The announcement can hardly be described as surprising, though the timing of it may be earlier than many had expected. Former Texas Comptroller John Sharp has said he plans to run for the Senate in 2012 (although his website currently offers advice on how to find "the best male enhancement pills").

The Republican side will likely be crowded, as Railroad Commissioners Elizabeth Ames Jones and Michael Williams along with former Secretary of State Roger Williams and State Sen. Florence Shapiro were all planning on running in what they thought would be a special election. Whether they all ultimately run is unknown, but it seems unlikely.

Lt. Gov. David Dewhurst could be the Republican frontrunner, but his decision will not come until after the upcoming legislative session. Depending on the political climate, Democrats could see a legislator, or perhaps someone we have not even heard of yet, jump in after the legislature adjourns in May.

Update: As Robert points out in the comments, Hutchison has become well known for saying one thing and doing another when it comes to her future in the Senate. While I still expect her not to run again, Robert is right that given her history it is far from a sure thing. However, if she does choose to run again, Hutchison could find herself as a target for a challenge from the right in the Republican Primary.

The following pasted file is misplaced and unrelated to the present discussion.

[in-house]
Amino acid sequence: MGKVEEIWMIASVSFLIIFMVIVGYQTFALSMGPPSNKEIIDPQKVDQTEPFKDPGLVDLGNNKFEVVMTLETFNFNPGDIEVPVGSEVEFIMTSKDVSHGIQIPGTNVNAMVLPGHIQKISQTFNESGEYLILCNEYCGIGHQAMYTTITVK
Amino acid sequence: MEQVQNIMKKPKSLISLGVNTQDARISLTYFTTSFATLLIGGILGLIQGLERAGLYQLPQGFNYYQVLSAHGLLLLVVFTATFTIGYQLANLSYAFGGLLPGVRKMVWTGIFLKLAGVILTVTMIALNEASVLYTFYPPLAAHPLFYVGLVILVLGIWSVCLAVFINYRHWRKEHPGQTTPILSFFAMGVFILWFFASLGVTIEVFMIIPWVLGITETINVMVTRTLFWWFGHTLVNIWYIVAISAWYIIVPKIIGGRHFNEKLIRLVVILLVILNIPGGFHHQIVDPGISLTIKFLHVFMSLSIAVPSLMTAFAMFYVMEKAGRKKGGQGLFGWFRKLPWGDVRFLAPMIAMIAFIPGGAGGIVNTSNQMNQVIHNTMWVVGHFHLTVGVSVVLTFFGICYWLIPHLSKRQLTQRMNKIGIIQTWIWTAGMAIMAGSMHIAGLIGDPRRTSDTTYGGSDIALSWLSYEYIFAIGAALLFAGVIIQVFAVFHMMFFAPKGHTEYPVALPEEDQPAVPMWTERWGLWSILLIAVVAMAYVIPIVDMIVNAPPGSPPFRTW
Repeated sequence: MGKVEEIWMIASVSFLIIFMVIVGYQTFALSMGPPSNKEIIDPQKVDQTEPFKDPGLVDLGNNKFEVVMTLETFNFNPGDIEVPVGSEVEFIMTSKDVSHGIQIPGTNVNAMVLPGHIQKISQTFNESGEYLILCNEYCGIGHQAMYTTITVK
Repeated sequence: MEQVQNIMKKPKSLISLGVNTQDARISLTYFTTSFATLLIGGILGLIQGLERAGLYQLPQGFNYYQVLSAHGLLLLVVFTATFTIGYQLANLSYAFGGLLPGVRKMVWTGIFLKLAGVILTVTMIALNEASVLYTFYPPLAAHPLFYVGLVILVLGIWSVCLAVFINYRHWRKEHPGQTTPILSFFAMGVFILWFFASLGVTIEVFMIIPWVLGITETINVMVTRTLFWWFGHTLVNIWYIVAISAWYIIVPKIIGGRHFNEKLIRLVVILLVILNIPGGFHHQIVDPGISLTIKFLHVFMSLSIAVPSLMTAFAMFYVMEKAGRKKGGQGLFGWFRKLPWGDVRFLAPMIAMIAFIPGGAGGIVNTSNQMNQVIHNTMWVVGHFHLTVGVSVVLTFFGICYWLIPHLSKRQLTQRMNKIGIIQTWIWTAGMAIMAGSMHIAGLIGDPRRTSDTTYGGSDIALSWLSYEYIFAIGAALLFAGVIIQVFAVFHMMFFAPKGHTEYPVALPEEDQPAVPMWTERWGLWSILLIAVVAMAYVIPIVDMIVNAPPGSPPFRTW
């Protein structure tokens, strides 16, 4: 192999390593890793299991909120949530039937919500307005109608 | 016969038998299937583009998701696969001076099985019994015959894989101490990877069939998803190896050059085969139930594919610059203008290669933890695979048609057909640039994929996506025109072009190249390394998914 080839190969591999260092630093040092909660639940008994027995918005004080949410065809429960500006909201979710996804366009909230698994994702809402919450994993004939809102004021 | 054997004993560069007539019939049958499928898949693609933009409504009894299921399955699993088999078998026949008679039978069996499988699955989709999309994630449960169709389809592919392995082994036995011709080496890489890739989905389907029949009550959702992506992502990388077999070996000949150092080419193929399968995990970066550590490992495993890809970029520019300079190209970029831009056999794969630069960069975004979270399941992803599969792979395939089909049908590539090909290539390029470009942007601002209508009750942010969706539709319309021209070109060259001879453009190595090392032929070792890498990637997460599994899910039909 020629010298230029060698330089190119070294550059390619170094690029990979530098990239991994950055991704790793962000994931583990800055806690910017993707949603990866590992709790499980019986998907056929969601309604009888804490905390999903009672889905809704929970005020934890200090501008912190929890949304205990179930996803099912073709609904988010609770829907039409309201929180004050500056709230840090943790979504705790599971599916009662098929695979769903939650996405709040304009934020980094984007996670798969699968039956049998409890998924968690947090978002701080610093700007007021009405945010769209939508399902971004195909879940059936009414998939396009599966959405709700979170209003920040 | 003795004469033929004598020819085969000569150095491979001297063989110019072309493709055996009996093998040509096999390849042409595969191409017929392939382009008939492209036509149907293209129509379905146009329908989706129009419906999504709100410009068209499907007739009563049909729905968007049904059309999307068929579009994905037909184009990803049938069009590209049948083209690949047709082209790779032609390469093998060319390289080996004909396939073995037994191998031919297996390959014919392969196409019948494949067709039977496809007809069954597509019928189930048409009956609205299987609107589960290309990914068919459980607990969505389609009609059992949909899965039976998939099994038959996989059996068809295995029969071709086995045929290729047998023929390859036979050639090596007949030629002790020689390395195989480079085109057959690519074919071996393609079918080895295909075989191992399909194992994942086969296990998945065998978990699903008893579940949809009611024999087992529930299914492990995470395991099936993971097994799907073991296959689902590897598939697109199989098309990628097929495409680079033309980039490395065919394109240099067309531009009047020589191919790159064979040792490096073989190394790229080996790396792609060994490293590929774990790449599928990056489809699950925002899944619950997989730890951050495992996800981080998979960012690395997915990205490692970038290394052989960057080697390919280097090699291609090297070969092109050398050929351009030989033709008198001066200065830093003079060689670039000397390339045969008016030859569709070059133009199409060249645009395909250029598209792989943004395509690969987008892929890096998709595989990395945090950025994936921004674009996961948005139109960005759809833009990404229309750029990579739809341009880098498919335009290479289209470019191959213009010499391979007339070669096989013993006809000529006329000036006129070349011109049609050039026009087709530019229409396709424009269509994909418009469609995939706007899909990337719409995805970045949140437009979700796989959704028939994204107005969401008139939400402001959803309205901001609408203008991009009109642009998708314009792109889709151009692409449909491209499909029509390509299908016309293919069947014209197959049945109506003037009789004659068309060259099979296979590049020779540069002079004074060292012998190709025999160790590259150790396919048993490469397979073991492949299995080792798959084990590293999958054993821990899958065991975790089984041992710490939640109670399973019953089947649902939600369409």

Discuss :: (24 Comments)

Rick Perry to Launch National Book Tour, Won't Commit to Full Term as Governor

by: Phillip Martin

Sat Oct 30, 2010 at 05:54 PM CDT

Sign up to GOTV for Bill White this weekend.

Rick Perry has made two announcements of national significance this weekend: he is going on a national book tour and he won't commit to a full term as Governor.

First, on the book tour. From the Associated Press, "White, Perry each try to rally faithful in strongholds"

Speaking on a campaign plane between Lubbock and Midland, Perry said he would keep up the pressure by staging a book tour soon after the election. He said he's putting himself on the national stage to promote states' rights, not his own career. Asked if he might run for president in 2012, the governor said, "No. I've answered that about as many times and as many ways as I can."

Perry followed that up by saying he won't promise that he'll serve his full term as Governor. Also from the Houston Chronicle, "No slowing down for Perry, White as vote nears":